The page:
One of the most common chants coming out of the camp of current and existing Star Trek fan bases is “You have to please the fans”. It sounds nice. Power to the people and all that good stuff… but does it really make any sense? No. No it doesn’t. Saying the makers of the new Star Trek film should try to please Trekkies is sort of like saying a battered woman should go out of her way to make a nice dinner for her abusive husband.
No my friends, the makers of the new Star Trek film need to respectfully find a way to subtly disassociate themselves from the current crop known as Trekkies (and please keep in mind as you read this that I myself and a Star Trek fan. I wouldn’t call myself a Trekkie, but a fan of the franchise nonetheless).
It’s much like how most of the current Republican nominees for President are disassociating themselves from George W. Bush. They are still Republican, but they know when there is a dead horse in the stable, and they don’t want the stench of the carcass to get on them too. Bush’s popularity amongst his people is beyond low, and although Republican nominees would like Bush supporters to vote for them, they don’t want to risk his “unpopularity” rubbing off on them too. And so it is with the new Star Trek.
Like the Bush analogy, the new Star Trek franchise does indeed want existing “Trekkies” to get on board with them and drop their money to hit the movie theaters. HOWEVER, what they don’t want attached to the new movie is the stigma of being just another Star Trek movie… because Star Trek has never been more unpopular than it is now (even the most die hard of Trekkies will tell you so).
They want to make a new Star Trek with new potential and a basically a clean slate… but they want to avoid the current stigma of Star Trek. Then don’t want to general public perception to be that this is just another Star Trek movie. They want a much LARGER audience than the previous incarnations were able to produce. They want the appeal of this new Star Trek to go well beyond the traditional “Trekkie” fans… who haven’t been able to prevent Star Trek from decaying over the past decade.
Like most fan groups, Trekkies vastly overestimate their size and influence. Don’t get me wrong, I’m not suggesting that there aren’t respectable numbers of Trekkies out there, there are. However, they’re not the world moving army that they seem to believe they are. The number of Trekkies have consistently shrank over the years without ever adding new blood to their numbers. It is a movement that has been losing old fans… while failing to add new ones.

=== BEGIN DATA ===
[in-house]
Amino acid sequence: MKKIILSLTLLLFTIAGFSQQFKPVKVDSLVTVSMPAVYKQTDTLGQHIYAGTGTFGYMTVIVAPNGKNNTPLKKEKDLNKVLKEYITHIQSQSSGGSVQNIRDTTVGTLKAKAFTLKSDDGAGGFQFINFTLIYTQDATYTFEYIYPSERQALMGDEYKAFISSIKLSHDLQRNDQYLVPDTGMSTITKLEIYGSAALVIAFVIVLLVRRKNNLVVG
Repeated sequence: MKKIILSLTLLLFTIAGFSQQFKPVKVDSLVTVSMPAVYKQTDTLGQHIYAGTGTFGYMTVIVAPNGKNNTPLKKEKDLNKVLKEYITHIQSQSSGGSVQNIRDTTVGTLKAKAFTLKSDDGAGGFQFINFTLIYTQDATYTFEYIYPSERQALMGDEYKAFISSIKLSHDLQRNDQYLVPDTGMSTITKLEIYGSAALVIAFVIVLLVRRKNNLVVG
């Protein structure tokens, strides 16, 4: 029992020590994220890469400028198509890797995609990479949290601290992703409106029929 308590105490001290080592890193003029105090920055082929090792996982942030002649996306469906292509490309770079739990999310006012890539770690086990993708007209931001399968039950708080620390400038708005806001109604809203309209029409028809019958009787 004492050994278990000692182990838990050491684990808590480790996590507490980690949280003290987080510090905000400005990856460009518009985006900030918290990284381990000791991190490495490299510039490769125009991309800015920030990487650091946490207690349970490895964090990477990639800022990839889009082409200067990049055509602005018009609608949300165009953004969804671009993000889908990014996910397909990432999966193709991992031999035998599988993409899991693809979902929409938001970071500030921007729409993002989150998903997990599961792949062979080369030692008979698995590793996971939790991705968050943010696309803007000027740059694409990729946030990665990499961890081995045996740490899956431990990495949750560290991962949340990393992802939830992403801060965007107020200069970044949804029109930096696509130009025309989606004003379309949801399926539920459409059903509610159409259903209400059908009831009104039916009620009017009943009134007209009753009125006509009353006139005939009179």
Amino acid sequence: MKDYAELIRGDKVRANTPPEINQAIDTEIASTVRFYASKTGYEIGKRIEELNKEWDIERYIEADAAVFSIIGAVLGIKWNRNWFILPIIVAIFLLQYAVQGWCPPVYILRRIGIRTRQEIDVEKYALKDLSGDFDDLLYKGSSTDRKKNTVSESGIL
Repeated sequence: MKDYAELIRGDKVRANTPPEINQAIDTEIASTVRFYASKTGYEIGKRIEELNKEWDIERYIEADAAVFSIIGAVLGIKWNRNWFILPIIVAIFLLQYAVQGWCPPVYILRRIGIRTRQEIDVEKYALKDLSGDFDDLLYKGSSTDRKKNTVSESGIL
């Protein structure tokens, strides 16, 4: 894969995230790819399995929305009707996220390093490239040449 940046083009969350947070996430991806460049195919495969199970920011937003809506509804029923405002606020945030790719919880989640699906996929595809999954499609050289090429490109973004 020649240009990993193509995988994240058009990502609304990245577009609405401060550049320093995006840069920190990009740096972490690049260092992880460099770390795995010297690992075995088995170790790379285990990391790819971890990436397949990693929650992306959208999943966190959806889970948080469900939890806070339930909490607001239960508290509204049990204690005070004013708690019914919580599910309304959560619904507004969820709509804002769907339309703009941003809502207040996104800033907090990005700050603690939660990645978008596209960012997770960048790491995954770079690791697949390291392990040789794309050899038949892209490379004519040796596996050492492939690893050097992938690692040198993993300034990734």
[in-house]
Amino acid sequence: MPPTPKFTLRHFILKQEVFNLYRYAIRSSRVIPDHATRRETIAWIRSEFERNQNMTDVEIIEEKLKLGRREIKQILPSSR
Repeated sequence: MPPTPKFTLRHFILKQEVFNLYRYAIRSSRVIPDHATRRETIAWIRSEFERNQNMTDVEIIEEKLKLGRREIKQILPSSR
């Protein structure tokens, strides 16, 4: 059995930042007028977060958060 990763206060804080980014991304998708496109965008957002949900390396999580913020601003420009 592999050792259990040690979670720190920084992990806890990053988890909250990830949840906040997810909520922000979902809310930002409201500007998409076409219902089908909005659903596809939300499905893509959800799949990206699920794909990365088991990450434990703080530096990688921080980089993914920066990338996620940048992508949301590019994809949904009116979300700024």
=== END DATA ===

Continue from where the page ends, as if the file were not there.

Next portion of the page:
If we want a more concrete example of why Paramount and the new Star Trek movie aren’t all that concerned with appealing to the status quo Star Trek fans, one need look no further than the box office result of the last 5 Star Trek films:
1989 – Final Frontier: $53 million
1991 – Undiscovered Country: $74 million
1994 – Generations: $75 million
1996 – First Contact: $93 million
1998 – Insurrection: $70 million
2002 – Star Trek Nemesis: $43 million
The last Star Trek movie to break $100 million was over 20 years ago with Star Trek IV The Voyage Home in 1986. And as you can see, the last Star Trek film crawled in with just over $40 million. So where are they? Where are these legions and armies of Trekkies we keep hearing about? They’re there… but they’re just not large enough to carry and sustain a major sci fi motion picture. The studio needs to not break away from current fan… but rather break beyond them if they want to reinvigorate and breath new life into the franchise. The best way to do that, is to ignore what old status quo Trek fans have to say. I know it hurts to say that… but it’s true.
To go back to the Republican illustration for a moment. The new Star Trek movie is still republican, they’re still called “Star Trek” and they still have all the mainstay characters in there. But this will be a new Star Trek, and that will be tough for the old Star Trek guard to accept.
True Star Trek fans will be there to see the new movie regardless (for the most part… there will obviously be exceptions). The key here is not to appeal to those people… but rather the vast majority of other people… namely people who AREN’T already Star Trek fans… and to do that… they need to ditch the “Trekkie” image. I’m not saying that’s the way the world should be… but that’s the way it is.
Live long and prosper.
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